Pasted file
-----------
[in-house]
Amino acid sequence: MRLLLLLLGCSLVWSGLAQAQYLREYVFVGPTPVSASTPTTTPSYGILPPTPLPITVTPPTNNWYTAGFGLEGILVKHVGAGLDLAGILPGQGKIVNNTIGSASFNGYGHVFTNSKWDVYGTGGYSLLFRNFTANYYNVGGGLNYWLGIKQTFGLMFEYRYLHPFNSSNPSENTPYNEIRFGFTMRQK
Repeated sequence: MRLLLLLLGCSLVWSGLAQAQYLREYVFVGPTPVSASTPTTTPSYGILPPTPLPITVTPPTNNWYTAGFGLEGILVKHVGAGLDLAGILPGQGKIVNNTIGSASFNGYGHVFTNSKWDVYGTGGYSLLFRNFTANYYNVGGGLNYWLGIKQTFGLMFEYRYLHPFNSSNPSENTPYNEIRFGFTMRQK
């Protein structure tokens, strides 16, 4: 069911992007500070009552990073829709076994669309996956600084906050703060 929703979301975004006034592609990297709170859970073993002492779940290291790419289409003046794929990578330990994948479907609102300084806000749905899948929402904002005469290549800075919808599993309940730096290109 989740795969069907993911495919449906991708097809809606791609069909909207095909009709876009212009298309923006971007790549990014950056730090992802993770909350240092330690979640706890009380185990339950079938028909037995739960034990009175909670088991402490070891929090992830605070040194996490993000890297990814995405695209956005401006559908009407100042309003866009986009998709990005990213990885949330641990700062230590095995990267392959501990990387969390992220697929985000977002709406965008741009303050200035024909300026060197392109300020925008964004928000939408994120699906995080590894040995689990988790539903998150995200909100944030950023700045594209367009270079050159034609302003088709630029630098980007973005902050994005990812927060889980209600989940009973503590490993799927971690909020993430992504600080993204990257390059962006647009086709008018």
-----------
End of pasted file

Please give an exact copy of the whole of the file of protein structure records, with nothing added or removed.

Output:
[in-house]
Amino acid sequence: MRLLLLLLGCSLVWSGLAQAQYLREYVFVGPTPVSASTPTTTPSYGILPPTPLPITVTPPTNNWYTAGFGLEGILVKHVGAGLDLAGILPGQGKIVNNTIGSASFNGYGHVFTNSKWDVYGTGGYSLLFRNFTANYYNVGGGLNYWLGIKQTFGLMFEYRYLHPFNSSNPSENTPYNEIRFGFTMRQK
Repeated sequence: MRLLLLLLGCSLVWSGLAQAQYLREYVFVGPTPVSASTPTTTPSYGILPPTPLPITVTPPTNNWYTAGFGLEGILVKHVGAGLDLAGILPGQGKIVNNTIGSASFNGYGHVFTNSKWDVYGTGGYSLLFRNFTANYYNVGGGLNYWLGIKQTFGLMFEYRYLHPFNSSNPSENTPYNEIRFGFTMRQK
């Protein structure tokens, strides 16, 4: 069911992007500070009552990073829709076994669309996956600084906050703060 929703979301975004006034592609990297709170859970073993002492779940290291790419289409003046794929990578330990994948479907609102300084806000749905899948929402904002005469290549800075919808599993309940730096290109 989740795969069907993911495919449906991708097809809606791609069909909207095909009709876009212009298309923006971007790549990014950056730090992802993770909350240092330690979640706890009380185990339950079938028909037995739960034990009175909670088991402490070891929090992830605070040194996490993000890297990814995405695209956005401006559908009407100042309003866009986009998709990005990213990885949330641990700062230590095995990267392959501990990387969390992220697929985000977002709406965008741009303050200035024909300026060197392109300020925008964004928000939408994120699906995080590894040995689990988790539903998150995200909100944030950023700045594209367009270079050159034609302003088709630029630098980007973005902050994005990812927060889980209600989940009973503590490993799927971690909020993430992504600080993204990257390059962006647009086709008018």